But, in reality, I don’t think that our desire for repetition is anything new at all. There is something very human about our love of patterns. Our obsession with the past is more than just fashion. It is built into our bones. We harvest food according to different seasons. We pray for different purposes at different times of the day and different times of the year. Ceremonies like graduation and weddings are built into the very fabric of our culture, in both religious and secular settings. Poets and lyricists have long been seduced by repetition. You can find the repeated word or line in a classic love poem, and you can find it in contemporary songs. We sing song refrains ranging from, “Hey Jude” to “Mmm Bop.” The repeated onomatopoeia word can be sing-songy, as in children’s songs, or visceral and raw. Kanye West’s brutal album, My Beautiful Dark Twisted Fantasy, is often about obsession and addiction and its most brutal, harrowing lines are repeated words. When Kanye West sings “bang, bang, bang, bang, bang,” so icy and perfectly metered, on his new album, are these words the sound of a gang-bang or a gunshot? The more we hear a word repeated, the stranger it sounds and the more we re-think meaning.
Anyone who has participated in a writing workshop knows that there is a danger in treating art as personal therapy. Often, especially for beginning writers, we do repeat the same story over and over, until we reach the sense that we have finally get it “right”—we’ve made sense of the motifs we were continuously drawn back to. My writerly “coming-of-age” was no different. In grad school most of my writing focused on two relationships: my relationship with my mother and a romantic relationship that broke my heart in two.
One story resolved. For months after the relationship was over the repetition of words from my ex’s poems would drift through my brain at odd intervals, like a song I knew all the words to, until one day, I didn’t remember many of those words at all. At that stage I no longer loved this person any more and it felt like what it had become: a tiny, tender loss, wholly different than the dramatic poems I wrote when I was still angry and passionate about a love I didn’t want to see die.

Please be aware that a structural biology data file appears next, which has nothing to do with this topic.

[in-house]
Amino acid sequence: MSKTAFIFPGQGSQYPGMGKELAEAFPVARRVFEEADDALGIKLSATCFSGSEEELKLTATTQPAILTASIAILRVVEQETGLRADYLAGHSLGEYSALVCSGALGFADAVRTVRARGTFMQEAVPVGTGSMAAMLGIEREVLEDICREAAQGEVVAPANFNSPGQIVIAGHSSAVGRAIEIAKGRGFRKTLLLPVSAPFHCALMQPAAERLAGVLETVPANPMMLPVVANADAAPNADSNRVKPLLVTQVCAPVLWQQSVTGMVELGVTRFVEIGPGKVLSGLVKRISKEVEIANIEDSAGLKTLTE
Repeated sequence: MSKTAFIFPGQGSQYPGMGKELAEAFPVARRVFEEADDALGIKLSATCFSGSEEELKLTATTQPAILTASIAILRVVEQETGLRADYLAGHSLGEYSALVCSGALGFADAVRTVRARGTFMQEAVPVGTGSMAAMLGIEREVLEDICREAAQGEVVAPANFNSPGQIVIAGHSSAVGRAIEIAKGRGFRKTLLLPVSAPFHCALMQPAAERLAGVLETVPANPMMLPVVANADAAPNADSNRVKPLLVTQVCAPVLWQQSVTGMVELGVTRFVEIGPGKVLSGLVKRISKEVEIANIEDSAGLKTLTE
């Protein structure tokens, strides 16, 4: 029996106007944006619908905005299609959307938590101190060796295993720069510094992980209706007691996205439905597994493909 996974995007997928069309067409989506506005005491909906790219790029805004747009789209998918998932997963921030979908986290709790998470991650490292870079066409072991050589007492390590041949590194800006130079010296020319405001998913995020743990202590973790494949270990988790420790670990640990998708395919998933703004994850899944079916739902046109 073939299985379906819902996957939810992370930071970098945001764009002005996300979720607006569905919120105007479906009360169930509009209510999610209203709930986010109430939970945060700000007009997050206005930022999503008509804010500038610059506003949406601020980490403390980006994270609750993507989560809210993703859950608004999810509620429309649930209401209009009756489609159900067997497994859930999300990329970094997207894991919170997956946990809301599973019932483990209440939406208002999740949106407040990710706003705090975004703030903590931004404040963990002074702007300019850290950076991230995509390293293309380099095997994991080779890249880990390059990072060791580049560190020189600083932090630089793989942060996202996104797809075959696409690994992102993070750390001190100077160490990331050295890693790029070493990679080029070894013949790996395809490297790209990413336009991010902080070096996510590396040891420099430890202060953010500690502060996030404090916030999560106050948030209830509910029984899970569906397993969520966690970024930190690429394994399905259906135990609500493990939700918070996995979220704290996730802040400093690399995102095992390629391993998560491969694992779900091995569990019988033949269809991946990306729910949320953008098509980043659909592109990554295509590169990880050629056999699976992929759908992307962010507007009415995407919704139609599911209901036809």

In contrast, the relationship with my mother evolved. We learned to understand each other. I’m not sentimental by nature. I don’t obsess over pictures. When I move I throw stuff out. My mother is the opposite. She takes forever to get rid of anything. Whenever I go back home, my room is a museum of me, except it isn’t a museum of me at all: it is a museum of the girl I was when I was 15 years old. Whenever I go home I am stunned at how much I’ve changed and how I haven’t changed at all.
Repetition reminds us of that gap within each of us: between that part of us that stays constant and that part of us that is willing and able to evolve. It reminds us that if everything is ephemeral, repetition is all we have. It reminds us there are lovers we will leave behind and mothers we will love forever.
The opening image of Mad Men shows a man falling to his death; in reality, the path down is a spiral rather than a straight line, which means it is ultimately going to take a longer time to bottom out. This season the space between Don's domination of Sylvia and his tiny voiced “please” begging her to stay is getting narrower and narrower. This season’s first Mad Men episode opened with a scene on the beach and Don reading The Inferno. It ended with an ad that Don created: the image of an empty beach, bare tracks in the sand, discarded clothes, the open ocean. For Don this was an image of escape. For his clients it was an image of a suicide. Escape and suicide have always been dangerously close throughout the series, but this season, we are reminded over and over how it is impossible to only love the beginning of things, when everything that begins is ultimately going to end.
Arielle Bernstein is a writer living in Washington, DC. She teaches
writing at George Washington University and American University and also
freelances. Her work has been published in The Millions, The Rumpus, St. Petersburg Review, and South Loop Review, and she has twice been listed as a finalist in Glimmertrain's Family Matters Short Story Contests. She is Associate Book Reviews Editor at The Nervous Breakdown.